I’m happy to report that was the last lion encounter we had in Kenya. In fact, the wildlife we saw thereafter was an assortment of giraffe, monkeys, zebras and other animals that, while exotic and beautiful, don’t send your pulse shooting to triple digits. No question about it, these animals were much more my speed. Like Rob the Cow, for example, which brings me back to the matter of how one goes about getting a cow named after them.

Truth is, it’s all who you know. The villagers in Sauri are extremely grateful to my in-laws for the countless resources (food, electricity, Coca-Cola) they’ve introduced to the village. And rather than giving a Hallmark card, the villagers show their appreciation by naming animals after you and your loved ones. So, long story short, the villagers named the cow “Rob” out of gratitude to my in-laws for their hard work, assistance, and for passing on valuable knowledge about soil science. Plus, they know better than to tick off the guy who caught a shark with his bare hands.


The story you are about to read is true. First, some background. A few years ago, I made my living exclusively as a freelance writer. During this time, I wrote for a variety of clients—from Time Warner who owns everything to a printing company in Blue Ridge, Georgia that didn’t even own a telephone (amazingly, they were the only client I’ve ever had that paid in full and on time). Anyway, the hardest part of being a freelance writer—other than trying to cope with the constant soul-destroying anxiety of whether or not you’ll pay your rent that month—is landing an interview for a gig. And that’s where our story begins.



It’s February in Philadelphia and this high rise, which looks startlingly like the building from “Good Times,” is blanketed in snow.

Even more depressing than the outside of the building is this apartment: tiny, cramped, and sterile. The walls of the 500 sq. ft. unit are closing in on ROB, early 30s, unshaven and, as a result of the long Philadelphia winter, pasty white. The phone rings. The caller is male with an incredible Russian accent.


RUSSIAN MAN (Off Screen)
You answered ad. How soon you be here?

I answered a few ads. Are you from Craig’s List?

RUSSIAN MAN (Off Screen)
You be here in twenty minutes.

Desperately trying to make himself presentable, Rob splashes water on his hair and plucks away at a straggly unibrow. Disgusted by his pasty complexion, he takes a bottle of his wife’s Self Tanner, squeezes a comically large glob into his hands, and begins smearing it all over his face.

Rob, his skin a ridiculous shade of dark orange, stands on the sidewalk, staring at the unmarked building in front of him.

This can’t be right.

It’s a very long, poorly lit hallway. Ahead, a piece of white paper showing a crudely drawn arrow, hangs on a wall. Rob continues walking and comes to a glass door that’s been blackened out. He opens it and walks inside.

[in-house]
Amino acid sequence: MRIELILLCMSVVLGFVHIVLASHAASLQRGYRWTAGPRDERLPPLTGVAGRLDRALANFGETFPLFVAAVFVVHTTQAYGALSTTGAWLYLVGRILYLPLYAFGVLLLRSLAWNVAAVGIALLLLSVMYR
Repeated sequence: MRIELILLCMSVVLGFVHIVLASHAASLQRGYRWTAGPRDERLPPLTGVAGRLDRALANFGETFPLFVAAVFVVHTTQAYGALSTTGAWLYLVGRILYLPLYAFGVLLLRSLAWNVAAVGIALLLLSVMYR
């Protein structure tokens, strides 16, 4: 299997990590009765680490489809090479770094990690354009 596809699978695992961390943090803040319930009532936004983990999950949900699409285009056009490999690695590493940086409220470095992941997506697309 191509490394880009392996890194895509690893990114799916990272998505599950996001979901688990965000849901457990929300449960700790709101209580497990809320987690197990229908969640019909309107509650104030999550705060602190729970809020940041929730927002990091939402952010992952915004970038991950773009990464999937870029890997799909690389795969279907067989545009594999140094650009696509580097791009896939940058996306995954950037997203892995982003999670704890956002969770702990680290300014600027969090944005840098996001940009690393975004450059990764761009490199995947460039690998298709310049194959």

There is clearly some type of business going on here, but exactly what type is unknown. A black leather sofa is pressed against a mirrored wall. A SECRETARY, Russian, not a day over 18, her curvaceous body stuffed in a tight, plastic dress, sits behind a metallic silver desk.

Hi, I’m Rob Bloom.

We’ve been expecting you. Sit.

Rob sits on the couch. Meanwhile, an attractive, muscular man who towers over six feet tall, struts in the office and down a hallway. Shortly thereafter, two gorgeous women with big hair, big lips and big breasts, both well over six feet, walk down the same hallway. Suddenly KURT, 35, tall, muscular, his black hair pulled into a ponytail, walks up. He speaks in a thick Russian accent.

We spoke on phone. I am Kurt. Come.

Rob follows Kurt down a long hallway filled with many doors. As they walk, Rob tries to glimpse into some of the rooms along the way. In one, he sees an attractive woman, wearing only a trench coat and spiked high heels, lying on a couch and talking into a video camera.

Through here.

Rob enters a room with floor to ceiling mirrors and a ceiling covered in soundproof foam. Kurt sits in a tall chair and motions for Rob to take the couch. He does and sinks like a stone into the cushions.


No, I’m fine. Thanks.

Kurt says nothing and continues staring at Rob. Suddenly, he begins shouting instructions in Russian. Moments later, the Secretary enters carrying a tray with a coffee pot and two empty cups. She places the tray on a table beside Kurt who has yet to take his eyes off Rob. She leaves, closing the door behind her. Kurt takes the pot and fills both cups to the top.



What is it?

Like coffee.

KURT (raising his glass)
To your future.

They drink. Rob takes a sip and begins coughing furiously.


Rob, tears streaming down his cheeks, shakes his head no.


Taking the pot, Kurt pours more “coffee” into Rob’s cup.

We drink.

Rob, now sweating, takes another sip and again, goes into a coughing fit. He places the cup down on the table beside him and wipes his dripping brow.

Whew, it’s a bit hot in here, huh?

Kurt says nothing. Rob laughs nervously as sweat—and self tanner—run down his face.

Enough games. Why you want job?

Well, to be honest, I’m not exactly sure what this job is.